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1. Precision Vices

A vice is a mechanical apparatus used to secure an object to allow work to be performed on it. Vises have two parallel jaws, one fixed and the other movable, threaded in and out by a screw and lever.

An engineer's vise, also known as a metalworking vise or machinist's vise, is used to clamp metal instead of wood. It is used to hold metal when filing or cutting. It is sometimes made of cast steel or malleable cast iron, but most are made of cast iron. However, most heavy duty vises are 55,000 psi cast steel or 65,000 psi ductile iron. Some vises have a cast iron body but a steel channel bar. Cast iron is popular because it is typically 30,000 psi grey iron which is rigid, strong and inexpensive. The jaws are often separate and replaceable, usually engraved with serrated or diamond teeth. Soft jaw covers made of aluminum, copper, wood (for woodworking) or plastic may be used to protect delicate work.

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Rotary Table with Tilting Plate Rotary Table with Tilting movement
Rotary Table with Tilting Plate Rotary Table with Tilting movement

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Rotary Table with Tilting Plate Rotary Table with Tilting movement
Rotary Table with Tilting Plate Rotary Table with Tilting movement

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2. Rotary Tables

A rotary table is a precision work positioning device used in metalworking. It enables the operator to drill or cut work at exact intervals around a fixed (usually horizontal or vertical) axis. Some rotary tables allow the use of index plates for indexing operations, and some can also be fitted with dividing plates that enable regular work positioning at divisions for which indexing plates are not available. A rotary fixture used in this fashion is more appropriately called a dividing head (indexing head).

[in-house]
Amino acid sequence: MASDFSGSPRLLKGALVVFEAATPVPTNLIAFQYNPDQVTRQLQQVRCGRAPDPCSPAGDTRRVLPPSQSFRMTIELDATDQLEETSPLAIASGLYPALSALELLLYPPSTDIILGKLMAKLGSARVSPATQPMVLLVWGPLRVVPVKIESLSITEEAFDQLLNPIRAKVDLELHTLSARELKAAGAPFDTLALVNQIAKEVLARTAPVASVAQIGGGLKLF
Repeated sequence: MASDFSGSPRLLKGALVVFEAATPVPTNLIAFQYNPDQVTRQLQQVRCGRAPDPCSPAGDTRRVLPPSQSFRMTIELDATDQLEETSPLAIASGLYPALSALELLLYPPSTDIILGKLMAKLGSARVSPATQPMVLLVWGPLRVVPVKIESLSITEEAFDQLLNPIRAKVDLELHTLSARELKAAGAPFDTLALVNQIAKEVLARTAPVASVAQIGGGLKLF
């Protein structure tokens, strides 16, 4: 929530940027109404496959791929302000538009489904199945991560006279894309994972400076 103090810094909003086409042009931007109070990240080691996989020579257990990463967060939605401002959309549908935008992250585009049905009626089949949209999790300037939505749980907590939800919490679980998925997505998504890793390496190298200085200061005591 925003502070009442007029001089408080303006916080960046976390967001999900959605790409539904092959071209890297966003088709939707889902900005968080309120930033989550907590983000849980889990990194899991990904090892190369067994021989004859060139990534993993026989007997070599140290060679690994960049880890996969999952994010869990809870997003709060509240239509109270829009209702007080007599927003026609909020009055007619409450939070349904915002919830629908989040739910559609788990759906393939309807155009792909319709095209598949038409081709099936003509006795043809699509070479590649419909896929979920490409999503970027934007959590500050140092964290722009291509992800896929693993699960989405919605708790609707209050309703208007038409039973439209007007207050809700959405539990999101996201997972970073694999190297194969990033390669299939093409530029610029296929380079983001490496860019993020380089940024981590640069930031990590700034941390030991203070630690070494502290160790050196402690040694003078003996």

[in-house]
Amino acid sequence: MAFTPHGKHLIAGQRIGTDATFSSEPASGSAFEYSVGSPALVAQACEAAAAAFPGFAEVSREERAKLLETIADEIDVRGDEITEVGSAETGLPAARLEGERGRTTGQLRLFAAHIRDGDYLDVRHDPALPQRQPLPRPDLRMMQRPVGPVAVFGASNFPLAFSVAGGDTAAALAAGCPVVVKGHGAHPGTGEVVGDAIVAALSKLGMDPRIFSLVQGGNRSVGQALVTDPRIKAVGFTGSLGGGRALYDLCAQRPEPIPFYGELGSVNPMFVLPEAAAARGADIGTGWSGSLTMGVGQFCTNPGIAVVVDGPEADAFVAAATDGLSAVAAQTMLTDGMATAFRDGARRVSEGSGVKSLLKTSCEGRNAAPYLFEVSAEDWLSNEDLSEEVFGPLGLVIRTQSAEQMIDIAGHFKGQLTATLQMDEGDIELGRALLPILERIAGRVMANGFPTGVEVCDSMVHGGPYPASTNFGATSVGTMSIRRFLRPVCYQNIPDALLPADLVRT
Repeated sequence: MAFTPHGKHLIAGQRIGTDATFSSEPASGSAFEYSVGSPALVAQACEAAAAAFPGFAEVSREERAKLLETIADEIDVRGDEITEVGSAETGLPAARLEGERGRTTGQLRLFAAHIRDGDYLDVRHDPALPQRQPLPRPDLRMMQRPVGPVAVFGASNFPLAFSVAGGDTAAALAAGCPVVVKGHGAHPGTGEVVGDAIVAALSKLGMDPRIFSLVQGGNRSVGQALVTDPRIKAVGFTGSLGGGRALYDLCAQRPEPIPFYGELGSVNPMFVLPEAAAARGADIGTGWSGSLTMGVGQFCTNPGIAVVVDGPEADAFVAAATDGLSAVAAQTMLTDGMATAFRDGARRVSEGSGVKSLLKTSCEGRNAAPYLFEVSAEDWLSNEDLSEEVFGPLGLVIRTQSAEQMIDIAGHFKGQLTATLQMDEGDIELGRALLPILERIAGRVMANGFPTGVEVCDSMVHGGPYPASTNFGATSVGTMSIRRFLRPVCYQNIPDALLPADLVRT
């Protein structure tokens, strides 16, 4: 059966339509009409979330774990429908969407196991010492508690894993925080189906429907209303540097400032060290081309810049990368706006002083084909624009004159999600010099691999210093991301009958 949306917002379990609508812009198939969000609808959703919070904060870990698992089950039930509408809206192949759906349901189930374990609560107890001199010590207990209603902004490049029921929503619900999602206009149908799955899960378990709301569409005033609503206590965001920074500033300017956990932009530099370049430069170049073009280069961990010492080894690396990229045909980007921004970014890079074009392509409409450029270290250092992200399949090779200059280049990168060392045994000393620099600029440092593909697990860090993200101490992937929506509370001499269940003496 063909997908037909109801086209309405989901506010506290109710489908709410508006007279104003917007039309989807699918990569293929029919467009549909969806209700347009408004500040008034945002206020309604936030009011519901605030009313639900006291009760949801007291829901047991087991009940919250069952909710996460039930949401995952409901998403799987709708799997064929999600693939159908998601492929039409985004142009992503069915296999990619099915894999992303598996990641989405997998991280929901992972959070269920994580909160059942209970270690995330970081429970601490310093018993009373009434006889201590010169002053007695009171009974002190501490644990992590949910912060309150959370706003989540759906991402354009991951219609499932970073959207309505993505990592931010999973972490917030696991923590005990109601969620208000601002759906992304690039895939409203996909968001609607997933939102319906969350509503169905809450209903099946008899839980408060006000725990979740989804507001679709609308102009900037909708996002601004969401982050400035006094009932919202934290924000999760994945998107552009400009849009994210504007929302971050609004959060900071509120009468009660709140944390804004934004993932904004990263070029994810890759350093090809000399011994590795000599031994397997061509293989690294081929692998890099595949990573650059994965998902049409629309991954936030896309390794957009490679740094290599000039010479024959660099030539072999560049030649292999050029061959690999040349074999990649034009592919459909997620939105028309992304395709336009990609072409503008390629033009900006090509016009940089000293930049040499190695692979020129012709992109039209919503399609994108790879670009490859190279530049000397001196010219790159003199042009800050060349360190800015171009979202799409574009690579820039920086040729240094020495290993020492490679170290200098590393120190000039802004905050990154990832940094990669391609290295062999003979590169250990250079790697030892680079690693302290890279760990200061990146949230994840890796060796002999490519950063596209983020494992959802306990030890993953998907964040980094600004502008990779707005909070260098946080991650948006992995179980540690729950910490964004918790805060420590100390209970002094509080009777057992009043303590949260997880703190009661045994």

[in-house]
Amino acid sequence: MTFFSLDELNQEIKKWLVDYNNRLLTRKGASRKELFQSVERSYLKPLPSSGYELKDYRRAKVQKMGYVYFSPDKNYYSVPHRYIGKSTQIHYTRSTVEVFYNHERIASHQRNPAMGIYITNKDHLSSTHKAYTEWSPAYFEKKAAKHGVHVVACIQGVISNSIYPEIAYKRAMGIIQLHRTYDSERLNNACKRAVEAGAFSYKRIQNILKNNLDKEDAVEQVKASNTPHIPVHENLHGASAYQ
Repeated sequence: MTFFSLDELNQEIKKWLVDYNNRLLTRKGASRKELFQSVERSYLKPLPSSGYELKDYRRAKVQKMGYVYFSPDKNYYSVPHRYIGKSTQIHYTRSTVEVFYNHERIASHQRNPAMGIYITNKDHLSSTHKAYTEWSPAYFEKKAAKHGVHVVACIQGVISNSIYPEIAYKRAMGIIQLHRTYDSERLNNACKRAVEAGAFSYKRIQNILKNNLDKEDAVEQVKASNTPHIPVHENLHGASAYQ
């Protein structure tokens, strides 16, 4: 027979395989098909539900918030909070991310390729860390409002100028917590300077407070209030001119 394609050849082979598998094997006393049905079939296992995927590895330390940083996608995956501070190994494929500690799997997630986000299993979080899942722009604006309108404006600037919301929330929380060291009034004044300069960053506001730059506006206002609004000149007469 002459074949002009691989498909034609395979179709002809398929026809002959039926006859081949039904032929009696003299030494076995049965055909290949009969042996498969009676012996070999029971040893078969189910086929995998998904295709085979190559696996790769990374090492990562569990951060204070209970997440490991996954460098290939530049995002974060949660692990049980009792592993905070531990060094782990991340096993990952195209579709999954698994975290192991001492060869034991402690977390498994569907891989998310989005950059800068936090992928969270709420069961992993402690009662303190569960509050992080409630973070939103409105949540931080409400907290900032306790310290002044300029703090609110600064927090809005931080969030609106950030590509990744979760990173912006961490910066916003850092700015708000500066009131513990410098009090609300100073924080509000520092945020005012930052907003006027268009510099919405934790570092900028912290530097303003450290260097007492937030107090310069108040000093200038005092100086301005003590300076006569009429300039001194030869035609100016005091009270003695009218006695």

The table shown is a manually operated type. Powered tables under the control of CNC machines are now available, and provide a fourth axis to CNC milling machines. Rotary tables are made with a solid base, which has provision for clamping onto another table or fixture.

3. Lathe Chucks

A chuck is a specialized type of clamp used to hold an object with radial symmetry, especially a cylinder. In drills and mills it holds the rotating tool whereas in lathes it holds the rotating workpiece. On a lathe the chuck is mounted on the spindle which rotates within the headstock. For some purposes (such as drilling) an additional chuck may be mounted on the non-rotating tailstock.

Many chucks have jaws that are arranged in a radially symmetrical pattern like the points of a star. The jaws are tightened up to hold the tool or workpiece. Often the jaws will be tightened or loosened with the help of a chuck key, which is a wrench-like tool made for the purpose. Many jawed chucks, however, are of the keyless variety, and their tightening and loosening is by hand force alone. Keyless designs offer the convenience of quicker and easier chucking and unchucking, but have a lower gripping force to hold the tool or workpiece, which is potentially more of a problem with cylindrical than hexagonal shanks. 

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4. Milling Miles